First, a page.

Inserting Data Into Google Sheets

Let’s rewind a little bit.

Since we have our top tracks in a dataframe, let’s insert that dataframe directly into a Google Sheet instead of saving it out as a CSV and importing that sheet.

We are going to use a python package called gspread to help us. Let’s run through the steps we need to take. Step one is always installing the package.

$ pip install gspread

Similar to the authentication we did for using the Spotify API, we need to do the same for the Google Sheets API. This will allow our app to access our own spreadsheets through code.

We will use the OAuth client for our needs. Here is a handy link to the gspread documentation. They lay out the steps nicely. I’ll paste them here since we’re lazy and never want to open more links. I’ll add in images too, to make it worth your while.

Enable API Access for a Project if you haven’t done it yet. Head to Google Developers Console and create a new project (or select the one you already have).
In the box labeled “Search for APIs and Services”, search for “Google Sheets API” and enable it.
In the box labeled “Search for APIs and Services”, search for “Google Drive API” and enable it.
Go to “APIs & Services > OAuth Consent Screen.” Click the button for “Configure Consent Screen” and follow the directions to give your app a name; you don’t need to fill out anything else on that screen. Click Save.
Go to “APIs & Services > Credentials” and choose “Create credentials > Service account key”.
Press “Manage service accounts” above Service Accounts. Press on ⋮ near recenlty created service account and select “Manage keys” and then click on “ADD KEY > Create new key”.
Select JSON key type and press “Create”.
Download the credentials.
You will automatically download a JSON file with credentials. It may look like this:
 “type”: “service_account”,
 “project_id”: “api-project-XXX”,
 “private_key_id”: “2cd … ba4”,
 “private_key”: “ — — -BEGIN PRIVATE KEY — — -\nNrDyLw … jINQh/9\n — — -END PRIVATE KEY — — -\n”,
 “client_email”: “473000000000-yoursisdifferent@developer.gserviceaccount.com”,
 “client_id”: “473 … hd.apps.googleusercontent.com”,
Remember the path to the downloaded credentials file. Also, in the next step you’ll need the value of client_email from this file.
Very important! Go to your spreadsheet and share it with a client_email from the step above. Just like you do with any other Google account. If you don’t do this, you’ll get a gspread.exceptions.SpreadsheetNotFound exception when trying to access this spreadsheet from your application or a script.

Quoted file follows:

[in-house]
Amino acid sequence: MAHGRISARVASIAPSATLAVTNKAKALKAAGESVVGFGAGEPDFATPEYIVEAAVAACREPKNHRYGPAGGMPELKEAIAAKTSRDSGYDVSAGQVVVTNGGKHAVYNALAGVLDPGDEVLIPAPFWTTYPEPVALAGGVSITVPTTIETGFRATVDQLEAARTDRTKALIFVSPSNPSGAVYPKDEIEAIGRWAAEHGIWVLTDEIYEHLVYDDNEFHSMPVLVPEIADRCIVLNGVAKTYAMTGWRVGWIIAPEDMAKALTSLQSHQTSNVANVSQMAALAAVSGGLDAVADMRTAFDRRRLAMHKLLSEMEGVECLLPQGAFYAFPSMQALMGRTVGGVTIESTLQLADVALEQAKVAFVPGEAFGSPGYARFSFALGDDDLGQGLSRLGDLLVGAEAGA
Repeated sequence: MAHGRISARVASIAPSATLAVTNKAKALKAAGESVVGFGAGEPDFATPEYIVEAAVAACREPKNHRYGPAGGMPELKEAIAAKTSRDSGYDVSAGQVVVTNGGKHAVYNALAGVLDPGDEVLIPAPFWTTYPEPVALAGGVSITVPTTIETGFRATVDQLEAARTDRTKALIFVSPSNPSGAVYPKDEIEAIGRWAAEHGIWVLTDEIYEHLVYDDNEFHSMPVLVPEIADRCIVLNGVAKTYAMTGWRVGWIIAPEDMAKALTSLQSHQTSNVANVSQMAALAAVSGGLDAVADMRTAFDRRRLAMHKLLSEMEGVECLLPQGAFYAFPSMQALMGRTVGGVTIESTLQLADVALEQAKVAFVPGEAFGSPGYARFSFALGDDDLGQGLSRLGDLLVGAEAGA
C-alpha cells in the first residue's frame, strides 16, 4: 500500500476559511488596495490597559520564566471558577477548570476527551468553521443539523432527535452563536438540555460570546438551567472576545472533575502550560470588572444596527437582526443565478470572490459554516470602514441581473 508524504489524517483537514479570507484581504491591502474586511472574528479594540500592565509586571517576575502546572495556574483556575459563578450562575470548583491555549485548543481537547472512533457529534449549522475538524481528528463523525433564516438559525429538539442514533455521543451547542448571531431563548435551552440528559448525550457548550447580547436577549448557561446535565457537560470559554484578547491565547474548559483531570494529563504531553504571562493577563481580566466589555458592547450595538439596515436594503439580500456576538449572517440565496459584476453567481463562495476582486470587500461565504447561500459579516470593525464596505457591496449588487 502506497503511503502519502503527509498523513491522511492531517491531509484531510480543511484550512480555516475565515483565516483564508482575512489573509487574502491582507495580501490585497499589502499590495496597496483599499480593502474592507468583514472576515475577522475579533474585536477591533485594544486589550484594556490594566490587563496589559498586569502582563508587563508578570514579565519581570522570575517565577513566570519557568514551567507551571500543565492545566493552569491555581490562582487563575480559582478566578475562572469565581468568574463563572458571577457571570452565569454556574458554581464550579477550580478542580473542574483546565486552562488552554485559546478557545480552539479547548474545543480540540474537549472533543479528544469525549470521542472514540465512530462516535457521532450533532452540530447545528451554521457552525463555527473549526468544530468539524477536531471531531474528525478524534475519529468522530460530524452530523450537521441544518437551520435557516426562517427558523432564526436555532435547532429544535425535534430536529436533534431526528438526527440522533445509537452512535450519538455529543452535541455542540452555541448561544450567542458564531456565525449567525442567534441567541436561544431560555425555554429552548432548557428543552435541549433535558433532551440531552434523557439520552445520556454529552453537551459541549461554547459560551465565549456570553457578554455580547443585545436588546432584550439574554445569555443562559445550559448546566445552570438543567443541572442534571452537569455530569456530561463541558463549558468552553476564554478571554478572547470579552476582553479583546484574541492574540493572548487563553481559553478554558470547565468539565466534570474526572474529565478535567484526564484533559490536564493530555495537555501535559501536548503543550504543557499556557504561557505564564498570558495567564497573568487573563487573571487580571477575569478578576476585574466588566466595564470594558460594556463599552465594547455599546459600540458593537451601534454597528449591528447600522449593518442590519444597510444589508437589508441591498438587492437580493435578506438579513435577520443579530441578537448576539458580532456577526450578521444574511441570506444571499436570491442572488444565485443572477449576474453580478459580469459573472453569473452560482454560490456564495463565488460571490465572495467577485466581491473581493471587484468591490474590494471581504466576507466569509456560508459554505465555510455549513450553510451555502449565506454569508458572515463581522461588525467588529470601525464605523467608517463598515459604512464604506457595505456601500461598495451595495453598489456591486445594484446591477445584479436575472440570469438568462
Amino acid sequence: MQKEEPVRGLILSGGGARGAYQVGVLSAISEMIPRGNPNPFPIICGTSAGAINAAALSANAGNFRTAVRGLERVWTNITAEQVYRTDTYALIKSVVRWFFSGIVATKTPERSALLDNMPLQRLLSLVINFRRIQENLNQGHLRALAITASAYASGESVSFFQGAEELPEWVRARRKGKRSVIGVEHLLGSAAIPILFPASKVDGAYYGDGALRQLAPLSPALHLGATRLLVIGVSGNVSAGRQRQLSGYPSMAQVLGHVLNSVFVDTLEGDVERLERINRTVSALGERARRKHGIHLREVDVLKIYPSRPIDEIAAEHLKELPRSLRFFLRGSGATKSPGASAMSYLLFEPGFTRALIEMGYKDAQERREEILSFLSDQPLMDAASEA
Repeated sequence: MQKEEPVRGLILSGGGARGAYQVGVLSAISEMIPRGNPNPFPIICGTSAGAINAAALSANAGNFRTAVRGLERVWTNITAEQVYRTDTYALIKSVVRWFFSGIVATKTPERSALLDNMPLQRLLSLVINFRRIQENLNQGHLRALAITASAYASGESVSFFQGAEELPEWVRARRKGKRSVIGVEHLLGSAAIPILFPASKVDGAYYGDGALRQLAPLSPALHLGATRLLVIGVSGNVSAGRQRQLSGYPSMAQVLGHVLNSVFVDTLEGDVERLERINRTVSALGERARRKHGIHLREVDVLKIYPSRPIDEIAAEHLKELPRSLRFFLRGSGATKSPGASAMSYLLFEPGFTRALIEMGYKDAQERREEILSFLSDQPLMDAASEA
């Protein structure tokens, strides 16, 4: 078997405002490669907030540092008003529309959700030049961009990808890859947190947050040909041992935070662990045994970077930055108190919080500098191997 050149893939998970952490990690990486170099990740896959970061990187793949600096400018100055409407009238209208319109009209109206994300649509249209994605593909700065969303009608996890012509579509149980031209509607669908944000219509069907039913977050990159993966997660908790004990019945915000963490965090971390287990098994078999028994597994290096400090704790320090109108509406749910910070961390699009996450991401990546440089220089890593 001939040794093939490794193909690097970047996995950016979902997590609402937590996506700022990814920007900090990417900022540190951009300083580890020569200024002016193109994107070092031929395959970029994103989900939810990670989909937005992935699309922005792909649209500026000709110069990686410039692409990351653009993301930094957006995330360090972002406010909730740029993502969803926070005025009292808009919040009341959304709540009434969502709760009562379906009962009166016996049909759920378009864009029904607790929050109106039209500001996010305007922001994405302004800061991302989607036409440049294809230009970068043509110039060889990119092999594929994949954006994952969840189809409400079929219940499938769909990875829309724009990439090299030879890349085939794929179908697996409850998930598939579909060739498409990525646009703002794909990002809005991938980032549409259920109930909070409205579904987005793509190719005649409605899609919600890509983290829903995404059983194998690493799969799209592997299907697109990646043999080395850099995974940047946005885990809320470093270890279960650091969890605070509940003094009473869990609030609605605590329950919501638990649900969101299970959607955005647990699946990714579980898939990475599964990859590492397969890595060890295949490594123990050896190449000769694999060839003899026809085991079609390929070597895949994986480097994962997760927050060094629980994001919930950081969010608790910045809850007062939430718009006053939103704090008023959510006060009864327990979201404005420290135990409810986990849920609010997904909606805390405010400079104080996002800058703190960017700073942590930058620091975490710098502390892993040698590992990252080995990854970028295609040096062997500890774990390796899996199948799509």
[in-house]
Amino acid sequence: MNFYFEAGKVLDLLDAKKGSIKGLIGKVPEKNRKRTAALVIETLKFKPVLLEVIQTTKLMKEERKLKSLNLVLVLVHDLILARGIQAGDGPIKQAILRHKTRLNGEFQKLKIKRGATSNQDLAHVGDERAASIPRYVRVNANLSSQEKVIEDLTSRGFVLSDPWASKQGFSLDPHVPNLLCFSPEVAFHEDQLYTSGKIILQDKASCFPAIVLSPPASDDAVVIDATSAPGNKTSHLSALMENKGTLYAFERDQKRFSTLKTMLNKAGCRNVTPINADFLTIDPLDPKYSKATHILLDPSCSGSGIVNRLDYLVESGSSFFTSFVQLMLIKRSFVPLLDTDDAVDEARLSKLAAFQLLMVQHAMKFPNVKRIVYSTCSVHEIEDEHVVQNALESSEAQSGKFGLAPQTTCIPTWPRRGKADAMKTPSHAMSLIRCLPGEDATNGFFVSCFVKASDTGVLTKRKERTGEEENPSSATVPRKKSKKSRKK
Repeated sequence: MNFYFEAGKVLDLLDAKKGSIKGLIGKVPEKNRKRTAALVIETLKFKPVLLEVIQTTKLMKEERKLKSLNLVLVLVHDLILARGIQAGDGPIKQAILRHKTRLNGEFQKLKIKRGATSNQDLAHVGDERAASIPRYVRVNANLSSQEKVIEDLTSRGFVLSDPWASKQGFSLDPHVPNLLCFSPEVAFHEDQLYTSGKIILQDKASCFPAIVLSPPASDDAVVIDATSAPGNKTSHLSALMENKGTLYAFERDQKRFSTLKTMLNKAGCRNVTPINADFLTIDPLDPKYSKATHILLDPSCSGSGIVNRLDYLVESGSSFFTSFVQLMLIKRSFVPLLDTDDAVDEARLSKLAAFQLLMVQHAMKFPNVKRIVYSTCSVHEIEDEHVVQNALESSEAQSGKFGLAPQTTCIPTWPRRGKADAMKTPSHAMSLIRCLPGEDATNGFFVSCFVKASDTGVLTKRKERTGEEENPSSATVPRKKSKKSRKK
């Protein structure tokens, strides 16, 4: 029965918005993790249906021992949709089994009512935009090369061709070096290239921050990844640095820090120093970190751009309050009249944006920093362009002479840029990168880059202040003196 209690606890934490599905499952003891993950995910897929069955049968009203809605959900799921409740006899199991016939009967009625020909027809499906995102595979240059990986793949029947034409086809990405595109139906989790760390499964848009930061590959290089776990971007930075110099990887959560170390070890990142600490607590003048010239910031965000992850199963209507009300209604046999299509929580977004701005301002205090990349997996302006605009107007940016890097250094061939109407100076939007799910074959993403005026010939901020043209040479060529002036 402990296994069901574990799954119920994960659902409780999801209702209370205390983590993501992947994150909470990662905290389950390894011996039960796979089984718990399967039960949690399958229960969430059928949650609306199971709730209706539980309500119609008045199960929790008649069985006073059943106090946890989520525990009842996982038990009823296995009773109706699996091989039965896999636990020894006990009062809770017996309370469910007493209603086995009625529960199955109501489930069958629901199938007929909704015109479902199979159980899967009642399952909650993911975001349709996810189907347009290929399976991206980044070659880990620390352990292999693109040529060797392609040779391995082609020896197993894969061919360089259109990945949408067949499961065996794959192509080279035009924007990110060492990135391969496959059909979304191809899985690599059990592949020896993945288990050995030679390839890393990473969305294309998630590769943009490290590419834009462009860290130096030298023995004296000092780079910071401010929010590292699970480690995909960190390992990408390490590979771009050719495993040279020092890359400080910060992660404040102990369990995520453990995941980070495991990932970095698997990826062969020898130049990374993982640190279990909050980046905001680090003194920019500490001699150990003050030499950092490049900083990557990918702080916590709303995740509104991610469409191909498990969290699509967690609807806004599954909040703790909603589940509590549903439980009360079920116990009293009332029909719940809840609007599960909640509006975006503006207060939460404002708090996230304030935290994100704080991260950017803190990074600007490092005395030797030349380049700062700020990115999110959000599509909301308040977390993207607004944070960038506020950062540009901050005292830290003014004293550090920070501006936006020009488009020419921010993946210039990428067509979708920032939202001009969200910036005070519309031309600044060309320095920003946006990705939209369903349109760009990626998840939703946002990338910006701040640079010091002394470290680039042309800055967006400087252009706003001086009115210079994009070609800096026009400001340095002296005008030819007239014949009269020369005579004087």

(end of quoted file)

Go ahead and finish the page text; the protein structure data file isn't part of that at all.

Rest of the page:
If you want to store the credentials file somewhere else, specify the path to service_account.jsonin service_account():
gc = gspread.service_account(filename=’path/to/the/downloaded/file.json’)
Make sure you store the credentials file in a safe place.

Ok back to my own words.

First we need toimport gspread since we installed it with the pip package manager.

$ import gspread

Following the gspread documentation, we need to activate the object by calling our json file we just downloaded and stored in our project folder. This file contains our Client ID and Private Key to tell gspread who it is trying to access our Google Sheet.

Since my json was directly in my working directory, I don’t need to add more file path names that look like this on stack overflow path/to/your/file.

gc = gspread.service_account(filename=’my-spotify-wrapped-test-ad510490b281.json’)

From there we are using the basic gspread functionality. We open our Sheet by referencing the name of the sheet and the open() function. If you plan on changing the name you can also use the Sheet ID. You grab that in the URL of the sheet.

Once the sheet is opened and saved to our sh object, we want to open the Worksheet, aka Tab. In my sheet I have three tabs with the three time ranges Spotify API offers, short_term, medium_term, and long_term. I named them specifically like this because it will make our lives easier down the road. Trust me.

And for good measure let’s get a specific value in a random cell, then print it to ensure it is working as expected.

sh = gc.open(“My Spotify Wrapped”)
worksheet = sh.worksheet(“short_term”)
val = worksheet.acell(‘B5’).value

Now, the good news is gspread has the ability to connect to pandas. So we can insert in the dataframe we created earlier directly into our google sheet using this call: